14. To answer your question literally, yes it does. There is an important distinction to be made between "Telling the right time" and "Telling time rightly (by the right means)" and this distinction entails both epistemology and morality, especially to an objectivist, as "by the right means" is the same as "rationally". It is true that a stopped clock has basically no utility but a stopped clock is not the same as an irrational belief in this way.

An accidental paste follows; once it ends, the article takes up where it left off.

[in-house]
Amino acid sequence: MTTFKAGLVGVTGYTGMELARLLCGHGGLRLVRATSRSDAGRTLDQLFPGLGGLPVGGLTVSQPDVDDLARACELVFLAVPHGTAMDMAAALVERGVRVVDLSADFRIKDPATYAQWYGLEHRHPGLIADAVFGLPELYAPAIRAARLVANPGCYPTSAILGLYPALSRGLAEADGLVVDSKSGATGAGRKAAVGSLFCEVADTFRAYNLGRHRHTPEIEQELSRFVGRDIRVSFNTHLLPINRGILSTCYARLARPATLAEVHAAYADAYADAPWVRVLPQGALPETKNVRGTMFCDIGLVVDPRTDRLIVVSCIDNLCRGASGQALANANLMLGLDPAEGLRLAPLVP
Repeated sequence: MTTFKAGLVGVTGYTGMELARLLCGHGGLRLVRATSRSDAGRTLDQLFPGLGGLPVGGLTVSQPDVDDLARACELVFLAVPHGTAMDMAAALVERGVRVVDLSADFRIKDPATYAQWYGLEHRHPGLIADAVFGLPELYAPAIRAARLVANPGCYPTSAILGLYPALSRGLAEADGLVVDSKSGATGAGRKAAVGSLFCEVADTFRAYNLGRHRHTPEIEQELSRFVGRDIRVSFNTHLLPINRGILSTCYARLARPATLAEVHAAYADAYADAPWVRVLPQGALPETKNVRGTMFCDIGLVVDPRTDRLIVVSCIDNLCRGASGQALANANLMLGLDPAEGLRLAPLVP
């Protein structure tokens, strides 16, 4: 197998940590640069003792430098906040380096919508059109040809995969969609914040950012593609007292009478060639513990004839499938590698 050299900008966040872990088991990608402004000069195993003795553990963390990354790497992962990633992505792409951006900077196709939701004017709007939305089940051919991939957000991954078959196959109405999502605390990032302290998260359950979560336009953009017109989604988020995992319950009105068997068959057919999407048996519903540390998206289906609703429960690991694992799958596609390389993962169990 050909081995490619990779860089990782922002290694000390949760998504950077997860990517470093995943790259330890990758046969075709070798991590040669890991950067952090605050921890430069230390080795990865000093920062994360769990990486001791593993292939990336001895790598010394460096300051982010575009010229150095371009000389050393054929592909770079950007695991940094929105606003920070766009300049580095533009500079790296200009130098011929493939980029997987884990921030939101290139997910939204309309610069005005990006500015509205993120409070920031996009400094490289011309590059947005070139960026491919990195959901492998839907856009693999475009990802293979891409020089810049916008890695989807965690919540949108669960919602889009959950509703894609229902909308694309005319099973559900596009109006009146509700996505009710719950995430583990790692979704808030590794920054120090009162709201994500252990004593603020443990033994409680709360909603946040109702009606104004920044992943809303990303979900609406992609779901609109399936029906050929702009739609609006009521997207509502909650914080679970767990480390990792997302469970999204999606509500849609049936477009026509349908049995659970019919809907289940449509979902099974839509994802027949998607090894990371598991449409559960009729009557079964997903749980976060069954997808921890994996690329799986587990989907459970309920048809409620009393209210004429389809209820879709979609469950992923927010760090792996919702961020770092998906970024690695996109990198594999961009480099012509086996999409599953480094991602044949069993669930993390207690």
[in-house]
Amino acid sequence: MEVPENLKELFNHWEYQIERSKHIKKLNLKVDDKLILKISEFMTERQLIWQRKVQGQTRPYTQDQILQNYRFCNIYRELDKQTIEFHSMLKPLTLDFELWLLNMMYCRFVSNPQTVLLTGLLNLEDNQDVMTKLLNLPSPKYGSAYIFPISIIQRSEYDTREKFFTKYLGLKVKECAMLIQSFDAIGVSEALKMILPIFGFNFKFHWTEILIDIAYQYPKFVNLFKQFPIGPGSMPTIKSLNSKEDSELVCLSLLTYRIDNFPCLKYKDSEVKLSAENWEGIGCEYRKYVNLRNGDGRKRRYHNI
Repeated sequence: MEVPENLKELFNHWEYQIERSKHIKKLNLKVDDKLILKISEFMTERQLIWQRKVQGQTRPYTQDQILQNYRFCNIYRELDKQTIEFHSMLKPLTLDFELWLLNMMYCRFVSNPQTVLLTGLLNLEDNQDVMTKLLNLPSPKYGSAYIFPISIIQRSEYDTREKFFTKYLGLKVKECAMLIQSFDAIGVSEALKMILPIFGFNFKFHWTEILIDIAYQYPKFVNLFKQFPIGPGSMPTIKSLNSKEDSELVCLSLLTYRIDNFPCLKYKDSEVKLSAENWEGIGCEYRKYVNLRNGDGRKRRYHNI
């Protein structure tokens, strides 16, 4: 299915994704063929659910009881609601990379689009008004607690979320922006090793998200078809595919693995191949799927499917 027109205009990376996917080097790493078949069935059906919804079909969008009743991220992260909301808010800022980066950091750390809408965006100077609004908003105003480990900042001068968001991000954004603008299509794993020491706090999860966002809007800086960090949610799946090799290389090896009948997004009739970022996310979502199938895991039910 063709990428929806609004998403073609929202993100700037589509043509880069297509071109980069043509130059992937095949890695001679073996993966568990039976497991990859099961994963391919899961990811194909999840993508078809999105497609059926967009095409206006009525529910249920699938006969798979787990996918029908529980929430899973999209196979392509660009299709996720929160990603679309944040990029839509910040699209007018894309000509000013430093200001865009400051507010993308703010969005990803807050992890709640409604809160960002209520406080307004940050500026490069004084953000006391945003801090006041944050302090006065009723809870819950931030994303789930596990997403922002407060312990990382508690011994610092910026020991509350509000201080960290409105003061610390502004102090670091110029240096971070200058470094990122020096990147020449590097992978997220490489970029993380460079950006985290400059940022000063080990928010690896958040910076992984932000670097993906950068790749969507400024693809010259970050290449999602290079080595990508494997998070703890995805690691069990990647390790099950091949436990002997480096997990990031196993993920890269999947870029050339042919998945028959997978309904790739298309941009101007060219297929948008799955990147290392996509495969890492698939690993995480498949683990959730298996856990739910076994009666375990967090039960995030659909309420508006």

15. Do you mean to say that it is practically impossible to arrive at a rational position such as Objectivism through irrational processes, or that if someone arrived at a correct idea such as Objectivism through irrational processes, their idea (in this case Objectivism) would still be irrational? This is the clarification I was hoping for, so I thank you for offering it. I hope we can agree that the distinction between capitalism being the best system and the perfect system is a very important one for a lot of different reasons.